Pop culture obsessives writing for the pop culture obsessed.
Pop culture obsessives writing for the pop culture obsessed.

Why Hulk feel so puny in the Marvel’s Avengers beta?

Illustration for article titled Why Hulk feel so puny in the iMarvel’s Avengers /ibeta?
Screenshot: Square Enix

Every Friday, A.V. Club staffers kick off our weekly open thread for the discussion of gaming plans and recent gaming glories, but of course, the real action is down in the comments, where we invite you to answer our eternal question: What Are You Playing This Weekend?

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It took video games a long time to catch up with superheroes. Despite being, on paper, a pretty obvious fit—what with their shared interest in serving up power fantasies for the easily amused—games struggled for ages to capture the raw freedom and power that the average mid-tier X-Man busts out in a 20-page comic book on a monthly basis. Arguably, the catch-up didn’t really begin in earnest until 2004’s Spider-Man 2, which, for the first time, accurately captured the feeling of being Peter Parker, *thwip*-ing his way across the New York skyline. (Hell, it’s 2020, and Superman’s still never had a really good game.)

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Sixteen years later, though, the list of “Actually Good Superhero Games” is finally reaching a point we might comfortably label “robust.” Between Batman’s Arkham games, the continued success of Spider-Man, the Lego riffs on Marvel and DC heroes alike, and even home-grown riffs on the concept like the Infamous series, gaming finally seems to have gotten its grip on letting players go larger than life in their superheroic adventures.

It’s into this context that Square Enix dropped the open beta for its long-in-the-works, somewhat-long-anticipated Marvel’s Avengers game last weekend. Developed by Crystal Dynamics, and first teased way back in 2017 (circa the second Guardians Of The Galaxy film, in the context of the MCU), the game promises to put you in control of Earth’s mightiest heroes as they attempt to get their shit together in the wake of a major disaster. In practice, it mostly seems to be about Square experimenting to see how much Destiny DNA you can shove into a video game before a funny little robot pops out and starts making quips.

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Admittedly, some of the problems with the beta aren’t really anybody’s fault; it is a beta, after all, so glitches and bugs are part of the (free) price of admission. Meanwhile, you can’t necessarily blame the studio for featuring versions of these characters that look just enough like their MCU counterparts to be distracting, without actually looking or sounding much like them at all. (Even if Nolan North’s obvious efforts to channel Robert Downey Jr. for his take on Iron Man do very little to dispel the notion that we’re getting the Disney On Ice versions of these iconic characters.) No, the real sin is in having playable versions of the Avengers who feel neither mighty, nor heroic—especially since we know, at this point, that it definitively can be done.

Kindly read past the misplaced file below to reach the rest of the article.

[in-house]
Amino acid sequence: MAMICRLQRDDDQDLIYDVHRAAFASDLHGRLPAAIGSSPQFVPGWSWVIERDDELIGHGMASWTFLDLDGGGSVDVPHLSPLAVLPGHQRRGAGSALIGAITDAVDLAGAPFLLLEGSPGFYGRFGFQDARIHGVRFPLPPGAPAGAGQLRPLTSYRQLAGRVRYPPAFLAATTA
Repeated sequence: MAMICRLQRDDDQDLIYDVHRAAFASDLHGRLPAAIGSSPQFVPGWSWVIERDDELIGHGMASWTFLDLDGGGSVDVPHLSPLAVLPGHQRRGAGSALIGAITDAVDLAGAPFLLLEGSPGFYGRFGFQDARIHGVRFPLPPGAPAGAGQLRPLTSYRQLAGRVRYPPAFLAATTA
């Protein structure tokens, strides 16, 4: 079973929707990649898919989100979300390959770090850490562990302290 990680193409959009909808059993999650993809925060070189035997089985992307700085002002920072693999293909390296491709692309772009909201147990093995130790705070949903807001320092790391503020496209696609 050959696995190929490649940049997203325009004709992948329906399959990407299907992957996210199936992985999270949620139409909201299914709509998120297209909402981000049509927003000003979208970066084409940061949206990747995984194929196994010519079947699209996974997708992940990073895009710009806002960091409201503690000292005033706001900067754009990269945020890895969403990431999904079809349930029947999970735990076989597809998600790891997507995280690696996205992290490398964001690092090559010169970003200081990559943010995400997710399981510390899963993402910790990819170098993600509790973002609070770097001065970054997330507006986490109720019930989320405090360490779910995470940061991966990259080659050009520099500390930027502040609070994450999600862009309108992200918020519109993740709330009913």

Take the Hulk. As the first former Avenger recruited by newcomer Kamala Khan as she tries to get the band back together in the wake of the A-Day tragedy, Hulk gets most of the focus in the beta’s big, show-offy story mission, battling his way through a lab being run by the game’s big baddie, Advanced Idea Mechanics. The trouble here is that Hulk doesn’t so much smash as shrug; the game’s design—which pits you, God Of War-style, against arenas full of semi-robust enemies—makes it difficult to ever really feel like you’re tearing stuff apart the way being the Hulk probably should. That’s especially apparent when you take into account the game’s RPG mechanics, which mean that an under-leveled Banner can sometimes whale on a regular A.I.M. goon for several seconds with barely any impact. Rather than feeling like a monster ripping the battlefield apart, you end up feeling like little more than a slightly larger dude, with slightly slower punches.

What’s most irritating about this, though, is that we have proof that you can make a good Hulk game, in the form of 2005’s The Incredible Hulk: Ultimate Destruction. Developed by the team at Radical Entertainment—who’d go on to apply the same basic principles to their even-more-destructive Prototype games—Ultimate Destruction worked because it let Hulk be Hulk. Sure, you couldn’t actually level the city in which its open world took place. But the game never let you forget that you were a raging incarnation of the human id, smashing your way through cars, tanks, and pretty much anything else that was stupid and puny enough to get in your way. It didn’t worry about making sure the threats being thrown at the Hulk were balanced or fair, because Hulk’s not balanced, by default. Hulk not “strongest one within a tightly controlled set of criteria designed to make sure characters are competitive in the meta”; Hulk strongest one there is!

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But the Hulk of Marvel’s Avengers can’t do that. He’s got to fit in—against all odds and character precedent—because this is a multiplayer game where pretty much every Avenger has to be functionally interchangeable as players swap them in and out. But that same need for similarity defeats the whole point of playing as an extraordinary individual. We read and watch Hulk stories because we want to see him do those things only Hulk can do, i.e., wreck shop, smash puny humans, and generally be an engine of absolute, destructive, semi-heroic chaos. Making him play nice with others drains most of the fun out of the character—and that’s something no post-beta patch is likely to be able to fix.

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